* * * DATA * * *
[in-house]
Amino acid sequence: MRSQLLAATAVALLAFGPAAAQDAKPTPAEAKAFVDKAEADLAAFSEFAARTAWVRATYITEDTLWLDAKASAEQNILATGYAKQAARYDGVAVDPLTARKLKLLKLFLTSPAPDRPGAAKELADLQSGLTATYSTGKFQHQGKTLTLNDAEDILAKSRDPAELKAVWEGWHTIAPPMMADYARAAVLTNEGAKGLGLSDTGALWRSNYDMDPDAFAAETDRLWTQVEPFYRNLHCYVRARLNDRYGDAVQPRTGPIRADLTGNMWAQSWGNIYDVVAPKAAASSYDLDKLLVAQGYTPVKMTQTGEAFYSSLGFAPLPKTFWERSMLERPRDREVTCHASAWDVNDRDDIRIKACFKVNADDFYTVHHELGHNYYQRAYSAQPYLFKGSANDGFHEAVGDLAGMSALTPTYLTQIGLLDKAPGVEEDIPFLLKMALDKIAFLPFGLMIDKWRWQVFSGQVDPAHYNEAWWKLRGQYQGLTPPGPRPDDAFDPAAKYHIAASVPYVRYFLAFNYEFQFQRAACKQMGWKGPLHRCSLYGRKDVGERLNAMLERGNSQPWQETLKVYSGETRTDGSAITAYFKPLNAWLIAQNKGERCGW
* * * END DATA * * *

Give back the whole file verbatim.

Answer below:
[in-house]
Amino acid sequence: MRSQLLAATAVALLAFGPAAAQDAKPTPAEAKAFVDKAEADLAAFSEFAARTAWVRATYITEDTLWLDAKASAEQNILATGYAKQAARYDGVAVDPLTARKLKLLKLFLTSPAPDRPGAAKELADLQSGLTATYSTGKFQHQGKTLTLNDAEDILAKSRDPAELKAVWEGWHTIAPPMMADYARAAVLTNEGAKGLGLSDTGALWRSNYDMDPDAFAAETDRLWTQVEPFYRNLHCYVRARLNDRYGDAVQPRTGPIRADLTGNMWAQSWGNIYDVVAPKAAASSYDLDKLLVAQGYTPVKMTQTGEAFYSSLGFAPLPKTFWERSMLERPRDREVTCHASAWDVNDRDDIRIKACFKVNADDFYTVHHELGHNYYQRAYSAQPYLFKGSANDGFHEAVGDLAGMSALTPTYLTQIGLLDKAPGVEEDIPFLLKMALDKIAFLPFGLMIDKWRWQVFSGQVDPAHYNEAWWKLRGQYQGLTPPGPRPDDAFDPAAKYHIAASVPYVRYFLAFNYEFQFQRAACKQMGWKGPLHRCSLYGRKDVGERLNAMLERGNSQPWQETLKVYSGETRTDGSAITAYFKPLNAWLIAQNKGERCGW